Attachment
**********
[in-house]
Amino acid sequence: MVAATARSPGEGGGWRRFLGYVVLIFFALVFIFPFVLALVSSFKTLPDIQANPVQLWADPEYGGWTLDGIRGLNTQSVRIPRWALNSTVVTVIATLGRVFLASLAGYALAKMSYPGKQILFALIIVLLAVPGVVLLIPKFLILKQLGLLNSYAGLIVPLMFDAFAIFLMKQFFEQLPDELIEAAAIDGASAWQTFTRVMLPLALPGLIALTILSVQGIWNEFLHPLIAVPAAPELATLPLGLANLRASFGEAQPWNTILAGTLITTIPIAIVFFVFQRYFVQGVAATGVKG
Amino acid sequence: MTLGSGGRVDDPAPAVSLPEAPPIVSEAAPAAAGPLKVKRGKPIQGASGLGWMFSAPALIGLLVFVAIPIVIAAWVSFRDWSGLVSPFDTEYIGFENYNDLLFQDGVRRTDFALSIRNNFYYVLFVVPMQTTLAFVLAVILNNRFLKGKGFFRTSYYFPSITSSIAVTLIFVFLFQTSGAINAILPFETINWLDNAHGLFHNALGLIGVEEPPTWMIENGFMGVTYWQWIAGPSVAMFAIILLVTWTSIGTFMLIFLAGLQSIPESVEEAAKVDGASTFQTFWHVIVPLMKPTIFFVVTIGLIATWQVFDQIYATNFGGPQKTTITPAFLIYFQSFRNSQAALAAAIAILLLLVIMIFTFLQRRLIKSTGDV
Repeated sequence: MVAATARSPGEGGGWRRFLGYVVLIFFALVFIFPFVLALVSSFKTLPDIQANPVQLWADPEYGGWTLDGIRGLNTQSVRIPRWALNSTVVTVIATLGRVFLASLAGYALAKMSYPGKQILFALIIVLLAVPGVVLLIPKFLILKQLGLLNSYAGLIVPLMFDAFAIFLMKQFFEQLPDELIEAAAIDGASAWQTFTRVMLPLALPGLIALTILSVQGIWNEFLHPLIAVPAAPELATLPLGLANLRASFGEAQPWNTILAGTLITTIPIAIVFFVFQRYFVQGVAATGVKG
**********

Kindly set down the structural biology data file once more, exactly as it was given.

[in-house]
Amino acid sequence: MVAATARSPGEGGGWRRFLGYVVLIFFALVFIFPFVLALVSSFKTLPDIQANPVQLWADPEYGGWTLDGIRGLNTQSVRIPRWALNSTVVTVIATLGRVFLASLAGYALAKMSYPGKQILFALIIVLLAVPGVVLLIPKFLILKQLGLLNSYAGLIVPLMFDAFAIFLMKQFFEQLPDELIEAAAIDGASAWQTFTRVMLPLALPGLIALTILSVQGIWNEFLHPLIAVPAAPELATLPLGLANLRASFGEAQPWNTILAGTLITTIPIAIVFFVFQRYFVQGVAATGVKG
Amino acid sequence: MTLGSGGRVDDPAPAVSLPEAPPIVSEAAPAAAGPLKVKRGKPIQGASGLGWMFSAPALIGLLVFVAIPIVIAAWVSFRDWSGLVSPFDTEYIGFENYNDLLFQDGVRRTDFALSIRNNFYYVLFVVPMQTTLAFVLAVILNNRFLKGKGFFRTSYYFPSITSSIAVTLIFVFLFQTSGAINAILPFETINWLDNAHGLFHNALGLIGVEEPPTWMIENGFMGVTYWQWIAGPSVAMFAIILLVTWTSIGTFMLIFLAGLQSIPESVEEAAKVDGASTFQTFWHVIVPLMKPTIFFVVTIGLIATWQVFDQIYATNFGGPQKTTITPAFLIYFQSFRNSQAALAAAIAILLLLVIMIFTFLQRRLIKSTGDV
Repeated sequence: MVAATARSPGEGGGWRRFLGYVVLIFFALVFIFPFVLALVSSFKTLPDIQANPVQLWADPEYGGWTLDGIRGLNTQSVRIPRWALNSTVVTVIATLGRVFLASLAGYALAKMSYPGKQILFALIIVLLAVPGVVLLIPKFLILKQLGLLNSYAGLIVPLMFDAFAIFLMKQFFEQLPDELIEAAAIDGASAWQTFTRVMLPLALPGLIALTILSVQGIWNEFLHPLIAVPAAPELATLPLGLANLRASFGEAQPWNTILAGTLITTIPIAIVFFVFQRYFVQGVAATGVKG